Postdoctoral researchers working across social sciences and humanities at De Montfort University Leicester (DMU) are being invited to join a new UK-wide network specifically set up to support them with their career ambitions.
DMU is one of 12 universities in the Midlands to join the new Early Career Researcher Network consortium, established by the British Academy in partnership with the Wolfson Foundation.
As a member, DMU’s humanities and social sciences researchers who identify as ‘early career’ – regardless of their funding source or background – are eligible to apply to receive tailored support through skills development, networking opportunities, workshops, and events.
Professor Deborah Cartmell, Associate Pro Vice-Chancellor (Research), said: “DMU has shown a longstanding commitment to developing early career researchers, so we are delighted to be a part of this network which will enable them to engage more widely with other researchers within the Midlands.”
The objectives of the network are:
- To support the individual researchers to realise their potential by providing opportunities that they do not currently have access to.
- To contribute to equality of opportunity for researchers through encouraging diversity and inclusivity.
- To develop networks to nurture and facilitate greater engagement between and across researchers and the wider research community, regionally and nationally.
- To draw on the British Academy’s unique ability to convene and nurture intersectoral collaboration to create unique opportunities for researchers.
Vanessa Cuthill, Director of Research at the British Academy, said: “Inclusivity is a key priority. We want to ensure that all those with a contribution to make to research in the humanities and social sciences have the chance to excel at the start of their career, whether or not they are attached to a university or research organisation.”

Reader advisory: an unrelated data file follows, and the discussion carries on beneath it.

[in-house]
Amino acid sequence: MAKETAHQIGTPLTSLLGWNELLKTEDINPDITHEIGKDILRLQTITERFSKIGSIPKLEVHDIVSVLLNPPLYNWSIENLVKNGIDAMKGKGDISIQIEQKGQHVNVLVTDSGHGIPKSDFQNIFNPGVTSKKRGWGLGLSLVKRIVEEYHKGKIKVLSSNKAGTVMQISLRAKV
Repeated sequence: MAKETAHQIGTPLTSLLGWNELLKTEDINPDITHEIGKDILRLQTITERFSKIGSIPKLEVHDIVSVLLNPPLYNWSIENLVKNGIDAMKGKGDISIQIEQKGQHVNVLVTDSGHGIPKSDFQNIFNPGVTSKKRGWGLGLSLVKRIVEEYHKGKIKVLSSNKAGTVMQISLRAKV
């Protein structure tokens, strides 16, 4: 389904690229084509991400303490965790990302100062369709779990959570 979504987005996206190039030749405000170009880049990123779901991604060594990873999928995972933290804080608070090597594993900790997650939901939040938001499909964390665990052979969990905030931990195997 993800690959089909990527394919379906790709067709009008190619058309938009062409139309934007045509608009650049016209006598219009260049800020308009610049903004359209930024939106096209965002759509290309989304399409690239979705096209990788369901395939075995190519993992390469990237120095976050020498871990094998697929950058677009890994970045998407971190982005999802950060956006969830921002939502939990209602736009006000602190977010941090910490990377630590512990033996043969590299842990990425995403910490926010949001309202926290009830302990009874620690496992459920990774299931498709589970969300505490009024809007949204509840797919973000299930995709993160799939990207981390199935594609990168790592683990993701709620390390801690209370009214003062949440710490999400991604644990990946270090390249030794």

Between Autumn 2021 and Spring 2023 the network will be rolled out in three regions across the UK.
The University of Birmingham has been chosen as the first regional hub for the Midlands network, of which DMU is a part alongside Aston University, Birmingham City University, Coventry University, Keele University, Loughborough University, Nottingham Trent University, University of Derby, University of Leicester, University of Nottingham, University of Warwick and Wolverhampton University.
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Professor Heather Widdows, Pro-Vice-Chancellor (Research and Knowledge Transfer) at the University of Birmingham, said: “This is a fantastic opportunity to advance equal access to training, career development and networks for all early career researchers in the region, regardless of their background or departmental affiliation.
“We look forward to working in collaboration with the British Academy and our partner HEIs across the region to shape a network that will bring early career researchers working in HE and beyond together for career enhancement and to foster exciting new possibilities."
The British Academy is the UK’s national academy for the humanities and social sciences. It is an independent fellowship of world-leading scholars and researchers, a funding body that supports new research, nationally and internationally, and a forum for debate and engagement.
The Wolfson Foundation is an independent, grant-making charity that aims to improve the civic health of society mainly through education and research.
Posted on Monday 4th October 2021